The Problem of “Intractable” Depression
It’s useful to know that something does work.
Posted Feb 15, 2016
They are a familiar sight in any psychiatrist’s office, patients who are deeply sad without being able to say why. They may move and think more slowly than usual. And they have lost the capacity for joy, the ability to experience pleasure. They may even have started asking, “What’s the point?”
This is a description of serious depression, or melancholic depression; the term draws on the classical – and still perfectly valid – description of serious depression as “melancholia.”
So-called “antidepressants,” meaning Prozac and its cousins, are not highly effective in dealing with serious depression. The SSRI antidepressants are being touted now for just about everything under the sun. But experienced clinicians would probably not expect much of a benefit in melancholia.
So the patients don’t get better, unless they recover spontaneously. Given that depressions usually improve on their own within eight months, if the patient survives, nature herself is a powerful healer. But until that happens, the depression is considered “treatment non-responsive,” or intractable, meaning that the patients don’t respond to Prozac and its cousins.
Actually, “treatment non-responsive depression” really means “undertreated depression.” Historically, melancholic depression has known some powerful treatments, and while I am not necessarily arguing that all of these should be revived, it’s useful to know that something does work.
Since Antiquity, opium has been used in the treatment of serious depression. It is surprisingly effective – just as narcotic medications have potential wide applicability in psychiatry – and opium experienced a huge revival in the nineteenth century once its alkaloid morphine became injectable. It has the downside, of course, of potential addictiveness. I am not advocating that it be reintroduced, given the alternatives we currently possess. But it's out there.
Earlier generations of antidepressant medication were arguably more effective than Prozac and its cousins (for details see my book How Everyone Became Depressed). We’re talking about the inhibitors of the enzyme monoamine oxidase (called MAOI inhibitors), and the tricyclic antidepressants (TCAs), introduced in 1957 as the first real antidepressants, and they do work so we don’t need to put ironical quotation marks around the term.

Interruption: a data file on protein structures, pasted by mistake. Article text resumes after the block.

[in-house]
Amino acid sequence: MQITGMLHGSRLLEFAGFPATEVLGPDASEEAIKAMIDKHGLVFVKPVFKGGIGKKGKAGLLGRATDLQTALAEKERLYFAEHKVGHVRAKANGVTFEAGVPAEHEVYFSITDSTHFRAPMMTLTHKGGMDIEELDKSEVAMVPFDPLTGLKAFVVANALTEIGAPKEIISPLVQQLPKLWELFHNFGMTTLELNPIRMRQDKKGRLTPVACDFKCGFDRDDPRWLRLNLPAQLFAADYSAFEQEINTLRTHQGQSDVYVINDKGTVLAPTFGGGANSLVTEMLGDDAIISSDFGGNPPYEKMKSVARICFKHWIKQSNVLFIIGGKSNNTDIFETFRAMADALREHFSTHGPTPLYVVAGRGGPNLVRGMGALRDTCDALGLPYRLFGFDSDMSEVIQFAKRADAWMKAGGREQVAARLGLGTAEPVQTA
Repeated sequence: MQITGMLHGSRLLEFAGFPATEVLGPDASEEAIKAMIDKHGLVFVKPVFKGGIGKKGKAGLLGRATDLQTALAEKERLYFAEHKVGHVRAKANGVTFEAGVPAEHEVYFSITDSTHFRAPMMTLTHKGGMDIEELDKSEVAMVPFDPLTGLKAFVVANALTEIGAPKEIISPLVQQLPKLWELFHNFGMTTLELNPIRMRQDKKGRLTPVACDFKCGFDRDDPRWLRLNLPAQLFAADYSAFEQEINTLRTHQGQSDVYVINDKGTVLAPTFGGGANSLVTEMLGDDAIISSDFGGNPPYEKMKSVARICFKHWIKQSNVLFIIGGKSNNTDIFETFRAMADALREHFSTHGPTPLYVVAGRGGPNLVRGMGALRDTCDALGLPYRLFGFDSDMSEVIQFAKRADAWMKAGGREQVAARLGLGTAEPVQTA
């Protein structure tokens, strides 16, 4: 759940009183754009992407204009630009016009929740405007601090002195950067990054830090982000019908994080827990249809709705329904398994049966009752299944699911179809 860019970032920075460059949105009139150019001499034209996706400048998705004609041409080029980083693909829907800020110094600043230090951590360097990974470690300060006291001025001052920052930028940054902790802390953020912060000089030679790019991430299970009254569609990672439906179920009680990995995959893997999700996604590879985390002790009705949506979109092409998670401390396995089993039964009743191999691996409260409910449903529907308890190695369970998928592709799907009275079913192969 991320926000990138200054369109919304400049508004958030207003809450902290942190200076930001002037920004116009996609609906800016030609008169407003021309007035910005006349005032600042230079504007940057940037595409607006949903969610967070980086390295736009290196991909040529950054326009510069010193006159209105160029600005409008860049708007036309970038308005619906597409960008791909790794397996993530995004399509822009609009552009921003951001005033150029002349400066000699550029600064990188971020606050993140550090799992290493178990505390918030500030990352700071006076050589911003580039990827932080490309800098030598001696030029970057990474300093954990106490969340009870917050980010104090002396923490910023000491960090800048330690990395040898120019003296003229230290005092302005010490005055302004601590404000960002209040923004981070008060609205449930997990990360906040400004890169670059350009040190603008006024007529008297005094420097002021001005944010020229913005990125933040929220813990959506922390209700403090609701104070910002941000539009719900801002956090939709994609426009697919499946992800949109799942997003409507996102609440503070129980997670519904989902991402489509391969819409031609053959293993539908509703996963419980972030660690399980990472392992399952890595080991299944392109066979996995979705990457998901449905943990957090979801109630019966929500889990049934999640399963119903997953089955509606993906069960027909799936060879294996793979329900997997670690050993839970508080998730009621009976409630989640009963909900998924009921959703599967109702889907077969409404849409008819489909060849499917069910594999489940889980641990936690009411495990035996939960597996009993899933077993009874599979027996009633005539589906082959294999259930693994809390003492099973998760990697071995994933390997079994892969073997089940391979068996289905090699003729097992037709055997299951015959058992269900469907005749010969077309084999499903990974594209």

The antipsychotics may confer a considerable benefit in serious depression. The first antipsychotic, called chlorpromazine (Largactil in Canada and Europe, Thorazine in the US), debuted in 1952, was widely used as an antidepressant. Same story for many of the later antipsychotics.
Is the list over (aside from exercise therapy and psychotherapy)? No, it’s not over. There’s one more item.
Electroconvulsive therapy, also called ECT, or shock therapy -- using electricity to induce a therapeutic seizure of about 30 seconds in the brain -- is safe and effective and counts as the most powerful treatment that psychiatry has on offer. Over 80 percent of patients with melancholic depression respond to it (no medication has anything like that effectiveness).
But the shibboleth of ECT has always been the claim that it causes “memory loss.” The idea of “losing all one’s memories” terrifies patients, and causes even experienced clinicians to change the subject when the patient says, “You mean like Jack Nicholson in One Flew Over the Cuckoo’s Nest? Sitting there with all his brains burned out?”
The clinician sighs and writes “Prozac” on his prescription pad.
But it turns out that a lot of these concerns about memory loss are misplaced. The cognitive disturbance associated with ECT is usually only minor and transitive. The whole memory loss thing, propagated for years by psychologists in particular, turns out to have the same scientific status as the belief that vaccines cause autism. Both are urban myths.
Now, it has long been known that ECT doesn’t wipe out all one’s memories. Study after study has demonstrated this. But the March 2016 issue of the distinguished British journal, Psychological Medicine reports ECT research by a group of academic psychiatrists in Belgrade; it constitutes a powerful scientific reminder that ECT does not have major memory effects.
Applying bitemporal ECT (electrodes on both temples) to thirty adult patients with “major depressive disorder,” they learned that there was no memory loss after ECT (compared with baseline) and that there was an improvement in memory that coincided with the lifting of the depression itself. They concluded, “Our results on learning and memory in relation to ECT during treatment of depression did not bring forth any prolonged and significant bi-temporal ECT-related memory deficit.”
This has actually been known for decades, ever since ECT was introduced in 1938, but each subsequent generation of clinicians tends to forget it -- in the face of the anti-ECT movement, helmed by the Church of Scientology; in the face of a pharmaceutical industry that fears the competition of convulsive therapy; and in the face of an entire urban culture overly influenced by Hollywood and underinfluenced by science.
When we reach the point that we no longer need these ongoing reminders, we will know that Psychiatry has become a discipline truly based on science.